What is the selectivity?
On economical grounds and for the reason of reliability of the service, it is not always ideal to interrupt the supply to the installation in the case of a fault as fast as possible. That’s why we have the selectivity between protective devices.
So what is the selectivity? The whole point of the selectivity is that the protective device immediately upstream of the fault must respond at first. Only the faulty part of the installation should be isolated. All the other switching and protective devices connected to the system should remain operative.
In a distribution network, the ratings of the distribution circuit breakers will be smaller and smaller as we go downstream from the transformer to the load. Similarly, the settings of the short circuit magnetic releases will be also lower and lower. At the same time, the magnitude of the short circuit current which may occur will be also progressively lower.
This results in a sort of natural selectivity depending on the magnitude of the short circuit current.
The principle of current selectivity is applied mostly for distribution feeders at the extremity of the system, with appreciable reduction of the short circuit current due to the long length of the leads.
The prospective short circuit current at the location of installation of the circuit breaker must be known.
Two circuit breakers are mutually selective if the short circuit current flowing through the downstream breaker is lower than the (adjustable) threshold of tripping of the magnetic release of the unit connected upstream. This value is considered as the limit of selectivity.
There must be a definite spacing between the two characteristics, depending on the permissible tolerance band of the releases of the breakers.
Although the method of comparison of the time-current characteristics is exact, it is also time consuming. The published tables of the manufacturers, indicating the selectiveness of the circuit breakers among one another makes the selection easier.
As far as overload is concerned, the thermally delayed bimetallic overload releases of the circuit breakers with different rated currents are always selective to one another. The tripping times of the different ratings of the circuit breakers for the same overload currents are automatically different (as for example the 100 A version and the 6.3 A version).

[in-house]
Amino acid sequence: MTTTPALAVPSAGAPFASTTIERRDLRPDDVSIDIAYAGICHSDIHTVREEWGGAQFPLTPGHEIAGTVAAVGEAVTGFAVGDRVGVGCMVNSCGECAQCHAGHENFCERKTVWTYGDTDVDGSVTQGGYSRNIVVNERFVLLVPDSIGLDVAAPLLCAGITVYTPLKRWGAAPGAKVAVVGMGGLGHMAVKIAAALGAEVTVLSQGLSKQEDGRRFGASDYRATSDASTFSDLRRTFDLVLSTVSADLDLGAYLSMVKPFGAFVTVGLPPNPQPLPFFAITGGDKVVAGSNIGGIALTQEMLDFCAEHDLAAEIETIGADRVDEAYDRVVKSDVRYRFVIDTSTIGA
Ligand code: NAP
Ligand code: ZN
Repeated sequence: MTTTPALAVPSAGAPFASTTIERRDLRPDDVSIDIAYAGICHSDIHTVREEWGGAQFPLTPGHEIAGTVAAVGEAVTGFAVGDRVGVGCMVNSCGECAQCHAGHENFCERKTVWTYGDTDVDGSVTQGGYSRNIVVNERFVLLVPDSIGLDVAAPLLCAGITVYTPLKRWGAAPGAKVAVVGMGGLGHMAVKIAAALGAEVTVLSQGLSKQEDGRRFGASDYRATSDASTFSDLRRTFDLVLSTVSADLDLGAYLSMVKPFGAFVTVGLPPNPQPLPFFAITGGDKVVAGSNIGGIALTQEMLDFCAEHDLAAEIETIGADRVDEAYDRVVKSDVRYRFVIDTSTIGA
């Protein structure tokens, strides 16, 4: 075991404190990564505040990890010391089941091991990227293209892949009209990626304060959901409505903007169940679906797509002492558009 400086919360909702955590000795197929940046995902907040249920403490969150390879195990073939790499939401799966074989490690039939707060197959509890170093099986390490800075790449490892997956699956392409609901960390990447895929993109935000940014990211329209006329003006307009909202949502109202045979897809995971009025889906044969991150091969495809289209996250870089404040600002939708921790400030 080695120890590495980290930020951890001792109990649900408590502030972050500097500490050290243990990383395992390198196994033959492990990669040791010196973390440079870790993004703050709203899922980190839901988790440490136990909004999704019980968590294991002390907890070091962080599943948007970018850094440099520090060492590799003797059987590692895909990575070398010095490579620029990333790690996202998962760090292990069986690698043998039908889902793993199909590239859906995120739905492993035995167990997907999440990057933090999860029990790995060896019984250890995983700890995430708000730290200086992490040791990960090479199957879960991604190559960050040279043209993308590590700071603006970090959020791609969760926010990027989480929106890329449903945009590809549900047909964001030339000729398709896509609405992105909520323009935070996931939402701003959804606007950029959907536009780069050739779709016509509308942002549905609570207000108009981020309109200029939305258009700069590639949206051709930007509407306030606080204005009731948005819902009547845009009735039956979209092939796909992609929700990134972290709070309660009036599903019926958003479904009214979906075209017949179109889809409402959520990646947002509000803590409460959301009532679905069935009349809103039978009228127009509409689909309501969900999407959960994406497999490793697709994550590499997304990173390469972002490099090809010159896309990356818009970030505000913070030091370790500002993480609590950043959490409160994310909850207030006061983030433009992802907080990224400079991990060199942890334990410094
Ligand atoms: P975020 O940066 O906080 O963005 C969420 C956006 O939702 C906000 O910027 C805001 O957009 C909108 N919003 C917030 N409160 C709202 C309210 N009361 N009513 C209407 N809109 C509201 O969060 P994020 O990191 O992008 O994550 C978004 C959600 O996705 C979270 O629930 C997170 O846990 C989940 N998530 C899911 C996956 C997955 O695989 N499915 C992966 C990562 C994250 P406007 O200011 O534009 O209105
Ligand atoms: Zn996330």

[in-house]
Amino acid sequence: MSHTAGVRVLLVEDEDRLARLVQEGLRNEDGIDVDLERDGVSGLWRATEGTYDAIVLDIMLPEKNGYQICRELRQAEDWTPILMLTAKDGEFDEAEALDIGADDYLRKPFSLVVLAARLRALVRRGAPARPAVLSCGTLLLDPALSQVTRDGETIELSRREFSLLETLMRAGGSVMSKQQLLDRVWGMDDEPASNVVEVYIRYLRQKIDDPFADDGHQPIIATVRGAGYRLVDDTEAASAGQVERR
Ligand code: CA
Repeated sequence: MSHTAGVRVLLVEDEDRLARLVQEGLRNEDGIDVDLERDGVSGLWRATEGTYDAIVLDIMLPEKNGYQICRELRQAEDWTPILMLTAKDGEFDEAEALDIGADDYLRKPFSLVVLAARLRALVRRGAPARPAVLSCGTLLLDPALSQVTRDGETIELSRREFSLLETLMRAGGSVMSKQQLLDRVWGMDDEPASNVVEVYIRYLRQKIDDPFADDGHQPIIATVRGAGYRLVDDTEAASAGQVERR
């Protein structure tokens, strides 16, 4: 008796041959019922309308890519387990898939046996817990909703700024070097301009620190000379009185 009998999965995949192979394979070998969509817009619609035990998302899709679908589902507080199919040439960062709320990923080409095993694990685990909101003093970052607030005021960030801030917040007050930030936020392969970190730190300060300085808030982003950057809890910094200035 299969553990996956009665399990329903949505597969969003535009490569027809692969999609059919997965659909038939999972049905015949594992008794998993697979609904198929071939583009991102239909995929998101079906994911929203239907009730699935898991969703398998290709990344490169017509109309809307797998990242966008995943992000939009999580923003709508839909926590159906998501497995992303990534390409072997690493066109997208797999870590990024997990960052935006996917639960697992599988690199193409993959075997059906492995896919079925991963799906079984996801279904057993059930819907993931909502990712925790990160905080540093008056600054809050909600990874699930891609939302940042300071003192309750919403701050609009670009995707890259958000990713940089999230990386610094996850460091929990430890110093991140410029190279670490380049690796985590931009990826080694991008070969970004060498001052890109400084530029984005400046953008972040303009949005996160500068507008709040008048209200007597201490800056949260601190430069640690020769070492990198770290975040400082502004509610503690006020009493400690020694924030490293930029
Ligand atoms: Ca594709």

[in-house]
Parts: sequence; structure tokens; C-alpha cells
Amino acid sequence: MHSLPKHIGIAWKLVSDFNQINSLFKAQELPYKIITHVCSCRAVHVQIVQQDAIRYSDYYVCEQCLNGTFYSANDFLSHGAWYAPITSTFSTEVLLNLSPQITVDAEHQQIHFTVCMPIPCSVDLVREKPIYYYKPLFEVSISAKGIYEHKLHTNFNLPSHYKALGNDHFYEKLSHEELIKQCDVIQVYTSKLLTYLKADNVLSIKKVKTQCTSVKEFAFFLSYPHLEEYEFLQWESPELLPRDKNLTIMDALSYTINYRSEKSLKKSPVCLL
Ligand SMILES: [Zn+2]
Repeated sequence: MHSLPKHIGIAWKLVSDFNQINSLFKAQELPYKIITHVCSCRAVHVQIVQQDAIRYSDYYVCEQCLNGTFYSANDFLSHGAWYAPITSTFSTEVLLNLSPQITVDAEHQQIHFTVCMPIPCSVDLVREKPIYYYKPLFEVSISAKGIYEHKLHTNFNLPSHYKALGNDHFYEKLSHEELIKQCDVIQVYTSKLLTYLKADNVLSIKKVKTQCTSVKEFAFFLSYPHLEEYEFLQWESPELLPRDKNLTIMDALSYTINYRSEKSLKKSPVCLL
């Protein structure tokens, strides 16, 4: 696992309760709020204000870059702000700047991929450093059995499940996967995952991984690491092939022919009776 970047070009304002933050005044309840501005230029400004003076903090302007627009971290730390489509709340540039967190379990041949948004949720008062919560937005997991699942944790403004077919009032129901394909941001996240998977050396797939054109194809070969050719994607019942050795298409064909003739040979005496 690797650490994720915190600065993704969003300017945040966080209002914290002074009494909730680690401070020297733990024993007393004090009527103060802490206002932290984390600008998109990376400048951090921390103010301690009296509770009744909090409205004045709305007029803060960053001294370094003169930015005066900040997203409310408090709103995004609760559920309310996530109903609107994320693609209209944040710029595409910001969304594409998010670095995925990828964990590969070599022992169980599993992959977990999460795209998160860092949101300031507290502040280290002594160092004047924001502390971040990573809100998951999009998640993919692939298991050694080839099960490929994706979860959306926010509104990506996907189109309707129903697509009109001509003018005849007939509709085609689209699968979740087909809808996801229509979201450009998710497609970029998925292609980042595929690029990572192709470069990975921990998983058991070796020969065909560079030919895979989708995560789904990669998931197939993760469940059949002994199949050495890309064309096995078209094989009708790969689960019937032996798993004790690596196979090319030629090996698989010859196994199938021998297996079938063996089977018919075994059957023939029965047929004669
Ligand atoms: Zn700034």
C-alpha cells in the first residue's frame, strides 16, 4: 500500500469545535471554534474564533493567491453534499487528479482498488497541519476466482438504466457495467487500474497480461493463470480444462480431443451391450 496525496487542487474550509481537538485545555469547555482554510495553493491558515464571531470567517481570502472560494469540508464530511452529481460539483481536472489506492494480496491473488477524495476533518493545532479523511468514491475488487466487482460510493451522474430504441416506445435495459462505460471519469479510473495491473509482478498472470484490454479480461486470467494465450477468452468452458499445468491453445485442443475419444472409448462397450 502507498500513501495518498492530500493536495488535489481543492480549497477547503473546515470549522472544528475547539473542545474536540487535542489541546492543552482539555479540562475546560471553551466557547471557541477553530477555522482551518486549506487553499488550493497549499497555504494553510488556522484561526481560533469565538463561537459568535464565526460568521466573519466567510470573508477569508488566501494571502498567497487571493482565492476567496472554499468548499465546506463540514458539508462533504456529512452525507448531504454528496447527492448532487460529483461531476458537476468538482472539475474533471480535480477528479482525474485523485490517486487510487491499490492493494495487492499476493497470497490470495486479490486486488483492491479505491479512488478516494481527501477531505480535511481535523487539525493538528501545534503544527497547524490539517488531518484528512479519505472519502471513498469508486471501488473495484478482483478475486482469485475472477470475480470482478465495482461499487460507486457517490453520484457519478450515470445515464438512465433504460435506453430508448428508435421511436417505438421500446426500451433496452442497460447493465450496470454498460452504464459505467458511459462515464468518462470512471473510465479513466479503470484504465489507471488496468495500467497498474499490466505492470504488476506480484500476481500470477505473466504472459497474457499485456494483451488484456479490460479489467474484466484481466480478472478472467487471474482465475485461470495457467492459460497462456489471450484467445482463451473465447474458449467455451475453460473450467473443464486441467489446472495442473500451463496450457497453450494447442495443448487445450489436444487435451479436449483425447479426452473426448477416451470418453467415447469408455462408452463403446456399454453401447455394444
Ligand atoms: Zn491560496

If current selectivity can not be achieved, as for example between two quick acting circuit breakers having practically the same reaction time, selectivity is to be realised via the adjustable delay time of the breakers.
The time selectivity in the case of large circuit breakers for the protection of installations is realised by delaying the magnetic tripping time by a few half cycles. The total clearing time of the downstream circuit breaker must be shorter than the minimum necessary duration of the command time of the circuit breaker connected immediately upstream.
In other words, for mutually selective circuit breakers acting in time staggered sequence – The delay time of the upstream circuit breaker must be longer than the total clearing time of the circuit breaker connected downstream.
The minimum delay time that can be realised between the time staggered circuit breakers are 60 or 100ms. The tripping characteristic of the delayed breaker is shifted upwards on the published time-current characteristic diagram.
The time selectivity between circuit breakers reacting in a time staggered sequence is achieved by not allowing the contacts or the magnetic release to react directly with the short circuit current. A mechanically delaying mechanism or an electronic circuit delays the action of the circuit breaker.
For the upstream circuit breaker, one can no longer speak about a quick acting, current limiting interruption. More than one half cycles of the actual short circuit current flows through the delayed acting protective device and also through the installation. This, obviously, is to be designed accordingly to withstand this stress.
Reference // Basics of circuit breakers by Rockwell Automation